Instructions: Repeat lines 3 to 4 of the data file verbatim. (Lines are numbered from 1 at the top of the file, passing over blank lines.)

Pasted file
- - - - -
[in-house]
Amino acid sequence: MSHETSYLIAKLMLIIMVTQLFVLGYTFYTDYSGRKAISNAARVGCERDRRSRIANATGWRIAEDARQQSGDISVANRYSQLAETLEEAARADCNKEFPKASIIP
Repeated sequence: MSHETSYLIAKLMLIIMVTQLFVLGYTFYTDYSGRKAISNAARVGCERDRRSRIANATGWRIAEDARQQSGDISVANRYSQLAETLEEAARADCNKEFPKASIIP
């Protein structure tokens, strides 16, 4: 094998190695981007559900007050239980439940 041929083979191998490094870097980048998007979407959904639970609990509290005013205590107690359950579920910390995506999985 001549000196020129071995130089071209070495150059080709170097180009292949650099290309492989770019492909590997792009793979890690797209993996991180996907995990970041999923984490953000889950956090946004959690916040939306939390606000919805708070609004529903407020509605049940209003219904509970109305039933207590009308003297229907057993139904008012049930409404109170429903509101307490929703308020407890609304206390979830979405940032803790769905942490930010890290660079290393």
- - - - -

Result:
Repeated sequence: MSHETSYLIAKLMLIIMVTQLFVLGYTFYTDYSGRKAISNAARVGCERDRRSRIANATGWRIAEDARQQSGDISVANRYSQLAETLEEAARADCNKEFPKASIIP
């Protein structure tokens, strides 16, 4: 094998190695981007559900007050239980439940 041929083979191998490094870097980048998007979407959904639970609990509290005013205590107690359950579920910390995506999985 001549000196020129071995130089071209070495150059080709170097180009292949650099290309492989770019492909590997792009793979890690797209993996991180996907995990970041999923984490953000889950956090946004959690916040939306939390606000919805708070609004529903407020509605049940209003219904509970109305039933207590009308003297229907057993139904008012049930409404109170429903509101307490929703308020407890609304206390979830979405940032803790769905942490930010890290660079290393």